Bloggers tend to overlook the blog footer as a valuable component of their design; perhaps because so much emphasis is placed on what’s showcased above the fold.
Ironically enough, the blog footer is where bloggers experience the most success. Why? Well, if someone is in the footer of your website, they clearly like what they have seen. They’ve stayed long enough to get to the bottom of the page. Now, it’s your opportunity to direct them somewhere that is just as rewarding for them (and make it beneficial to your brand).
Identify Your Goals
What are you trying to accomplish with your brand? What are the three core components you are working on developing? These vary from brand to brand, but a few frequent examples for lifestyle blogs include the following:
- Monetization Improvements: You want to increase your monetization opportunities throughout the website. General more passive income, and increase revenue streams.
- Build Email List: You are committed to building your email list, and you are running a dedicate email marketing strategy for your brand.
- Increase Your Pageviews: You want to optimize your readers’ engagement on your website and increase your pageviews.
Prioritize Your Goals
Now that you’ve identified your goals, it’s time to prioritize them. Why? You want to make it clear and simple to your readers what they should do once they arrive at the footer of your website. Often bloggers will either include too much, or they will be repetitive. You want to showcase new information. My rule is two touch points per page. If you include more than that, you get repetitive and risk being glossed over. Include fewer than two, things get lost.
If monetization is your priority, then consider the following arrangements:
- Affiliate Integration in Your Excerpts + Sidebar: You include relevant product links within the posts, plus you call out certain brands and products in your sidebar. Including a LikeToKnow.Its widget in your footer is too much.
- Affiliate Integration in Excerpts + LikeToKnow.It in Footer: The other option is to exclude it from your sidebar, but feature either LikeToKnow.It or a product widget in your footer.
With each option, you have two clear opportunities where you are building your monetization. Remember, the downside about affiliate monetization is that it forces the reader to leave your website. With both strategies, you can try it for six months, then switch it. Affiliate integrations within posts should occur seamlessly; they should not take away from your brand but work as part of your brand!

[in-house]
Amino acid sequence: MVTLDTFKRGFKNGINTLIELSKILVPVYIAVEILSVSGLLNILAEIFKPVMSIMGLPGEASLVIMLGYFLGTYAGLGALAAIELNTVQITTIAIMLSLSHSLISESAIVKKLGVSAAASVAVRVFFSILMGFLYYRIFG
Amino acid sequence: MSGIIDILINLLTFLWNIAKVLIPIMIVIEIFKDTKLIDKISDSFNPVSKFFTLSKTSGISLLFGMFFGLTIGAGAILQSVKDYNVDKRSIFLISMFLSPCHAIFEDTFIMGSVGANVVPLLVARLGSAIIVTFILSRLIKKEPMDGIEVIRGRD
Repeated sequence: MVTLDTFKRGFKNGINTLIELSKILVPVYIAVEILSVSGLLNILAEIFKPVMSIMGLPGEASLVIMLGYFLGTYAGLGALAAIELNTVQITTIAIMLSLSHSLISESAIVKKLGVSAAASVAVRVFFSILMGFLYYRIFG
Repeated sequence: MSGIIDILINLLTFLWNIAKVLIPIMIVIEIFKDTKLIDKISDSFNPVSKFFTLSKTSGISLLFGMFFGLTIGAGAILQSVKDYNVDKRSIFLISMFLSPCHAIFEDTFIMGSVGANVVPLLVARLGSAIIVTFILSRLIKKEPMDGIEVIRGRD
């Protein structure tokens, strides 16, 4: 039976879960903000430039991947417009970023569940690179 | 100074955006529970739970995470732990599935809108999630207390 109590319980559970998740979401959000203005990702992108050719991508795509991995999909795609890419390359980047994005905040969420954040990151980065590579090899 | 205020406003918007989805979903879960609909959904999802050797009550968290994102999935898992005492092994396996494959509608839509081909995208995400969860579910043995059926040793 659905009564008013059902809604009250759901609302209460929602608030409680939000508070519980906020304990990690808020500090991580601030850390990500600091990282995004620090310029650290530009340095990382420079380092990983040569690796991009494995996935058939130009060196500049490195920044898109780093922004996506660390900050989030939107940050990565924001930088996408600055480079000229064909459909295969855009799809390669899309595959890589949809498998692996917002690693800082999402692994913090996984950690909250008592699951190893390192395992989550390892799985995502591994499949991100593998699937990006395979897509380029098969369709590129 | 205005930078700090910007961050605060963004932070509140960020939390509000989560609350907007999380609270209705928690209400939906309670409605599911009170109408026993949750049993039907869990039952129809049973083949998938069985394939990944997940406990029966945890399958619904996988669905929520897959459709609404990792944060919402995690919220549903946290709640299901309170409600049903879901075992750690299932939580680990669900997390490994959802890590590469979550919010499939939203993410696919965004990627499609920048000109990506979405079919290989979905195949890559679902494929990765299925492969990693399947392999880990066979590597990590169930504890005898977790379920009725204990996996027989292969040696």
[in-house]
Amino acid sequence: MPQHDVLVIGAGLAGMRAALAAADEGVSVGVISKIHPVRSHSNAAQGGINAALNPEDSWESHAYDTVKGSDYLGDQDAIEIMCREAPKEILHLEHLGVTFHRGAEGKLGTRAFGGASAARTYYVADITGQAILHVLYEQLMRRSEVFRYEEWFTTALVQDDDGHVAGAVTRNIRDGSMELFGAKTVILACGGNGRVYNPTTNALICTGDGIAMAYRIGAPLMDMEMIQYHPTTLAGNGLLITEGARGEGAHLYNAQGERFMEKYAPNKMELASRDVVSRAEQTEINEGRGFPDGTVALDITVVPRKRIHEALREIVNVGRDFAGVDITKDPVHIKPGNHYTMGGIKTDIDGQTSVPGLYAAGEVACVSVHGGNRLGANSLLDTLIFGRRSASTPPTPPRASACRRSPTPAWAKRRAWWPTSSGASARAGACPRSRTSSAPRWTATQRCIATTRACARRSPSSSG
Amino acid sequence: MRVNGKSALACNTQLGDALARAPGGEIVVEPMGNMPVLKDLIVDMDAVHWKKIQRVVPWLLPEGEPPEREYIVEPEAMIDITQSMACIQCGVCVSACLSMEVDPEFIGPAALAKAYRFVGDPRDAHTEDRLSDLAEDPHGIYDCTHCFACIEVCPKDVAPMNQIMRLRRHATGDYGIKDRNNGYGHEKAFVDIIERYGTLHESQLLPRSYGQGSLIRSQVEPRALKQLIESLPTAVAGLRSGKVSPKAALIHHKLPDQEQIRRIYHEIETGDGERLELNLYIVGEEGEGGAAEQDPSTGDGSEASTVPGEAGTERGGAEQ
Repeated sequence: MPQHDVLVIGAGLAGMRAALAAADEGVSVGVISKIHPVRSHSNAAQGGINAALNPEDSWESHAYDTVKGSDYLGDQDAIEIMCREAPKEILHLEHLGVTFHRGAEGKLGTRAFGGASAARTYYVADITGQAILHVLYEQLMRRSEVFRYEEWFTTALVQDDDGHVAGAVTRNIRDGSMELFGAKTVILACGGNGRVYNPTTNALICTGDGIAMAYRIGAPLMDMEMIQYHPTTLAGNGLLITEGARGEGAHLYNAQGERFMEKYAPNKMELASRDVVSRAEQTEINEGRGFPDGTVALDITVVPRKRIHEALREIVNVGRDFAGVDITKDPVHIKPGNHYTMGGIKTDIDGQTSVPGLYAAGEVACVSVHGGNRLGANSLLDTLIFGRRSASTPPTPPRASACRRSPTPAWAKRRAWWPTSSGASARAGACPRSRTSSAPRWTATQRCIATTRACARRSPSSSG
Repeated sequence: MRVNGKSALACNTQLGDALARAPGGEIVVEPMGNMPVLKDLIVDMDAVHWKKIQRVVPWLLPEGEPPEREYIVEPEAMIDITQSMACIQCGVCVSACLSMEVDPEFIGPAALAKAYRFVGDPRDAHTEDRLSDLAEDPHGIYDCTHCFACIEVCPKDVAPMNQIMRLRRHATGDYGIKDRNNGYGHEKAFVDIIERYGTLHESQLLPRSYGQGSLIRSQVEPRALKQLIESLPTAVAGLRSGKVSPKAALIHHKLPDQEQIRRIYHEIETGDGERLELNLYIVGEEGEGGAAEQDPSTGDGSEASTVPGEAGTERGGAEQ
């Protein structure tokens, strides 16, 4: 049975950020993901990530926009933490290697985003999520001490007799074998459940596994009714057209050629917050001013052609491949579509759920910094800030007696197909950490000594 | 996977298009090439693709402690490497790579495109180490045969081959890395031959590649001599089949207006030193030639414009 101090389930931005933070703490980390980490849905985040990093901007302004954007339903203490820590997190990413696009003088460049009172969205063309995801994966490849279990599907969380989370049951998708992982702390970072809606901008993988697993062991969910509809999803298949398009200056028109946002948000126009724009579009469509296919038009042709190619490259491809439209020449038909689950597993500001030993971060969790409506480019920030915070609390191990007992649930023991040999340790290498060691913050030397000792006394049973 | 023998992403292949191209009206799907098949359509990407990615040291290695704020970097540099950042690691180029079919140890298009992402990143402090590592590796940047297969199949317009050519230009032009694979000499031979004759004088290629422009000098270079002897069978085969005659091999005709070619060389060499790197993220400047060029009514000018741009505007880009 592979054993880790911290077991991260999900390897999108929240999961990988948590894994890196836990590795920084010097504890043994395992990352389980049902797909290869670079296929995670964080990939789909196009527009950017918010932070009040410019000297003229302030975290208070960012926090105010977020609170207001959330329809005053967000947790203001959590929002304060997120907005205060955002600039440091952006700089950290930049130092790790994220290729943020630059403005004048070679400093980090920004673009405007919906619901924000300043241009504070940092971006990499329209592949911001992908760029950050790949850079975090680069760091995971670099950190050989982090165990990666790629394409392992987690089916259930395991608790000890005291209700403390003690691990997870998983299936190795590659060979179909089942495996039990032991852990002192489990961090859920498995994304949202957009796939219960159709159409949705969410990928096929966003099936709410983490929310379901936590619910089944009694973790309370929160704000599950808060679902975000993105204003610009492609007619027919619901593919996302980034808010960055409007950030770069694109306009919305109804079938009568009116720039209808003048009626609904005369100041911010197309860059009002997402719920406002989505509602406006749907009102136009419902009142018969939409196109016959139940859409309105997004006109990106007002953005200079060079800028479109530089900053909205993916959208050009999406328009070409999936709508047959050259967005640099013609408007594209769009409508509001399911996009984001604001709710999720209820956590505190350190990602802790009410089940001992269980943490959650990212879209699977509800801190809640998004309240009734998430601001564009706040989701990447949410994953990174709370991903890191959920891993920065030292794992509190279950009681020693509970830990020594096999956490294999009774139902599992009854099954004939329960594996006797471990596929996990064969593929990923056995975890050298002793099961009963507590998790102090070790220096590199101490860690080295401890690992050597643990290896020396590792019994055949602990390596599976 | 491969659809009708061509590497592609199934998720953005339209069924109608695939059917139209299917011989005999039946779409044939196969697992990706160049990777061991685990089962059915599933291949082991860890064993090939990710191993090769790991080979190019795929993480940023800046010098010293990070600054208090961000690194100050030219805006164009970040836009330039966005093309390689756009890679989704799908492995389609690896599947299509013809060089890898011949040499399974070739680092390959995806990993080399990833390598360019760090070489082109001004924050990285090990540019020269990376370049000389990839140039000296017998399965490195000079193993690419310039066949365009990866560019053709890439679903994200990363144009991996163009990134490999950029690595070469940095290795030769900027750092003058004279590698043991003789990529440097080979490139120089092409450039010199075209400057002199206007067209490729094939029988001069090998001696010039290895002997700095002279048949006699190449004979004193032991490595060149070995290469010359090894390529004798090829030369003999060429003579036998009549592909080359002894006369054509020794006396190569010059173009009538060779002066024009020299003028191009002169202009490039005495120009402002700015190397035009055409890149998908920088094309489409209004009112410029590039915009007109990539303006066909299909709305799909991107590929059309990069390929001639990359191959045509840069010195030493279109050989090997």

If email list growth is your priority, then you have several different options. Email sign-ups are something that I’m a little more heavy-handed with (include up to four opt-in opportunities) because they integrate more seamlessly than the other two. Plus, they often do not result in the reader leaving your website.
- If you have a sidebar, always include a sidebar subscribe. Most people expect to see a sidebar subscribe, so address those expectations.
- Other places you can include a subscribe opt-in include:
- Blog Footer: I typically include these on sites that are more focused on increasing their email subscribers.
- Pop-Ups are highly converting. You can set the pop-up to show when people scroll down the page or use an exit pop-up.
- After-Post Subscribe widget is also highly converting sign-up, especially when your website traffic comes directly from Pinterest to the individual post.
The biggest thing about including email opt-ins within your website is to make sure that you have some campaign setup. You don’t want to take people’s email; then they never hear from you for months. The easiest way to setup a campaign is to do a daily/weekly email RSS campaign that occurs automatically!
If pageviews are your priority, then you want to encourage readers to view posts. The best way to do this is with either a category or popular post plugin. If you already include one in your sidebar, you don’t want to repeat it in the footer. Use something different to showcase your posts. A site footer best showcases a popular post widget. It’s like a “You Might Also Like” widget on steroids.
I love footer menus! They touch on secondary menu content excluded from your primary menu. For all of my themes, I have a built in Footer Menu where you can add or remove links. Especially since I’m against drop-downs! In your footer menu, you should consider including the following links:
Can you improve your blog footer to make it more effective for your brand?
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